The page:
A criminal court in İstanbul condemned me to 13 ½ months of prison yesterday under art. 216/3 of the Turkish Criminal Code, which concerns “publicly demeaning the religious values held by a section of the population”.
The court cited a single sentence from a note I posted on my blog on September 22, 2012, where I argued that speaking disrespectfully of the Prophet Muhammed does not constitute “hate speech”.
Here is the original article in Turkish: http://nisanyan1.blogspot.com/2012/09/nefret-suclaryla-mucadele-etmeli.html
I wrote it in the heat of the debate on that silly Muhammad film which created an international furore last year. I argued that “hate speech” is only criminal if it actually puts the rights or security of a vulnerable group in jeopardy; that an inconsequential verbal attack on powerful majorities does not constitute criminal hate speech; that we should defend the right of people to make silly films, however tasteless, about some Arab leader who claimed to have talked with Allah many hundred years ago; that there was a grave danger in Turkey that this incident would be used to restrict freedom of speech.
The article contains a single sentence touching on Muhammed. This is what it says:
It is not “hate crime” to poke fun at some Arab leader who, many hundred years ago, claimed to have established contact with Deity and made political, economic and sexual profit as a result. It is almost a kindergarten-level case of what we call freedom of expression.
Several individuals around Turkey filed complaints about the article. Three different courts took up the case simultaneously. Istanbul was the first to reach verdict. I have no idea how the other two are faring.
I was called to testify in court a few weeks ago. I made the following statement in writing. I imagine it must have pissed the bench off a bit.
I was not represented by a lawyer, as I did not think it either necessary or useful. As of today, I do have a good lawyer, though.
MY COURT STATEMENT
This person named Muhammed has claimed to have established communication with the Maker of the Universe – God forgive my sins – and to have received a book from Her. This, in my conscience and belief, is blasphemy of the worst kind. Yet I do not bring a legal complaint against this person. For everyone has the right to believe in whatever silliness they wish and to take for truth whatever superstition they choose, so long as they do not violate the rights of others.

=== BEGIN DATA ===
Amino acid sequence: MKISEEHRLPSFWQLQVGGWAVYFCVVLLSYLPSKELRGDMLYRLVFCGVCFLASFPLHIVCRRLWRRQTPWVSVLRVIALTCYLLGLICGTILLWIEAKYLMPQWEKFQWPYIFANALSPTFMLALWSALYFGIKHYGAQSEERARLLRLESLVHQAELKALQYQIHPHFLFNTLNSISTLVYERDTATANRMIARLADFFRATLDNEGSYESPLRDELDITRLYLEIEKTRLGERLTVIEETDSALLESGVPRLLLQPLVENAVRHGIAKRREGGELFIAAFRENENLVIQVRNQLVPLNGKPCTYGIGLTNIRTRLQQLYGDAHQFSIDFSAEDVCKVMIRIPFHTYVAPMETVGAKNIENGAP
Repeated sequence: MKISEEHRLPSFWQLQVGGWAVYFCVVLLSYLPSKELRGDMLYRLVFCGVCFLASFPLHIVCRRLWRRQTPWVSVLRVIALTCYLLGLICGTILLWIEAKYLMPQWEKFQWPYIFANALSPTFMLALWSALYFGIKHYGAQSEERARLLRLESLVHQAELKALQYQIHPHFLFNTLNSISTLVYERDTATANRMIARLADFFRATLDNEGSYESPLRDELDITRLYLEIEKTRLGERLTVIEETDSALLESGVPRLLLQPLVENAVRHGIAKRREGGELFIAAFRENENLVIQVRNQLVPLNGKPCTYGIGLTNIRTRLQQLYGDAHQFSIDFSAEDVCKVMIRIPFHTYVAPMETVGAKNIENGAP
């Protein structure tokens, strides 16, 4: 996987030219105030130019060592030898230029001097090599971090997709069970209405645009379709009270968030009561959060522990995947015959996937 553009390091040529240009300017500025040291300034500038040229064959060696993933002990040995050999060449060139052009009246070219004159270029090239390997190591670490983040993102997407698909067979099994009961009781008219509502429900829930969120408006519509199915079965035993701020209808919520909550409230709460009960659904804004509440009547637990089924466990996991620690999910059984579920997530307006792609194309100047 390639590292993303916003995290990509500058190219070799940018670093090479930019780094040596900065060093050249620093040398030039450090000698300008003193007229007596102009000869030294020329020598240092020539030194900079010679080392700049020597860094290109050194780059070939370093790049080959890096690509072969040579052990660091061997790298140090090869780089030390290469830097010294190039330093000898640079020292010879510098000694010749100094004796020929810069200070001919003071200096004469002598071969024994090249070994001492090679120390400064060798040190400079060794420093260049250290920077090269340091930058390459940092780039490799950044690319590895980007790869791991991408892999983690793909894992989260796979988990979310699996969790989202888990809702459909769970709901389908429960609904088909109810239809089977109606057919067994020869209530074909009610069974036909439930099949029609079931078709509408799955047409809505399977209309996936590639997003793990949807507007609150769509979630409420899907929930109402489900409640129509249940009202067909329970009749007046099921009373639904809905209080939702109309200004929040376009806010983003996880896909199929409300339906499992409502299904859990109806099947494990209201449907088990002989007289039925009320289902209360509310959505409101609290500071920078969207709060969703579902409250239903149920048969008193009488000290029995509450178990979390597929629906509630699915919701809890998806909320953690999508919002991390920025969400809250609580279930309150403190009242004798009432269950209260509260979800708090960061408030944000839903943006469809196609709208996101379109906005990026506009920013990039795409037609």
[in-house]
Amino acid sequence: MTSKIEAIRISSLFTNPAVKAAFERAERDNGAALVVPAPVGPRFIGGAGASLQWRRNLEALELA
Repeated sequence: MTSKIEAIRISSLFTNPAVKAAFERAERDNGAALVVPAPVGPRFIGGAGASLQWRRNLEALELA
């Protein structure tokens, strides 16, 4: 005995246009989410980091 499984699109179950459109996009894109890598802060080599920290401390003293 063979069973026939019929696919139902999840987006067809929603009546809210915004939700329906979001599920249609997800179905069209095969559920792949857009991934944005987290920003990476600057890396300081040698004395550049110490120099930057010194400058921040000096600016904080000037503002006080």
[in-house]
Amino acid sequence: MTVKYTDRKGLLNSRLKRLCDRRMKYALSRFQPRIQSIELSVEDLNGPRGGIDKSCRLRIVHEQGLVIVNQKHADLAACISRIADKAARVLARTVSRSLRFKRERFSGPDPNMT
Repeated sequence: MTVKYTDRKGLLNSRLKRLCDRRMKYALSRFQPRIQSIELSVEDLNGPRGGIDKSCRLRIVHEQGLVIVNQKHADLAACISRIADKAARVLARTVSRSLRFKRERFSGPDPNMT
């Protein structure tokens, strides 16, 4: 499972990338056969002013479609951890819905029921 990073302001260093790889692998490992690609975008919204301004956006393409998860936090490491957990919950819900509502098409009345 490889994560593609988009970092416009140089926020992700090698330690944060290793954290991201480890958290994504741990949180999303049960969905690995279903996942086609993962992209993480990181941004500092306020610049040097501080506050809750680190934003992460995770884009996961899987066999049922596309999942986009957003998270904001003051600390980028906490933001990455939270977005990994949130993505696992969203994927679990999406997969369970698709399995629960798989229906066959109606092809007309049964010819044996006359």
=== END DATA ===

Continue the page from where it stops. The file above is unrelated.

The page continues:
In consequence of his claim to have established contact with Deity, this Muhammed, who was a lowly merchant, acquired political dominion over all Arabia and gained the financial means to raise 30-thousand-strong armies. Again as a result of his claim to “Prophethood”, we learn from canonical Islamic sources that he acquired a total of at least eleven wives and two unwed concubines. In other words, it is an incontrovertible historical fact that this person made political, economic and sexual profit from his alleged contact with Deity. Now, profiting is not a crime, nor is it always a morally reprehensible act. To state that this person profited from claiming “prophethood” does not constitute an imputation of crime or even of immorality. It is merely a statement of historic fact.
Nevertheless I did not make that statement of fact in my article, considering it might be distasteful to some people. I carefully avoided any statement of the type “Muhammed was this and that”. I simply argued that, IF someone wished to make such a statement of fact it would be their most natural right to do so, and that this right should be protected by public hand against violation by hostile individuals or groups.
I believe that only an ignorant person devoid of the most basic notion of law would argue the contrary.
Telling the historical or legal truth may sometimes be hurtful to the sensitivities, or prejudices, of some people. This is regrettable. Yet I don’t think it would be possible, in a civilized legal system, to derive a legal injury or right from this fact. Nor do I think that there is any public benefit in tying the right to tell the facts to the prcondition to heed the fine sensibilities of this or that group.
I believe we are now going to appeal the verdict. The appeals process normally takes over a year. I don’t expect to go to jail in the meanwhile. And what the outcome of the appeals may be, only God knows.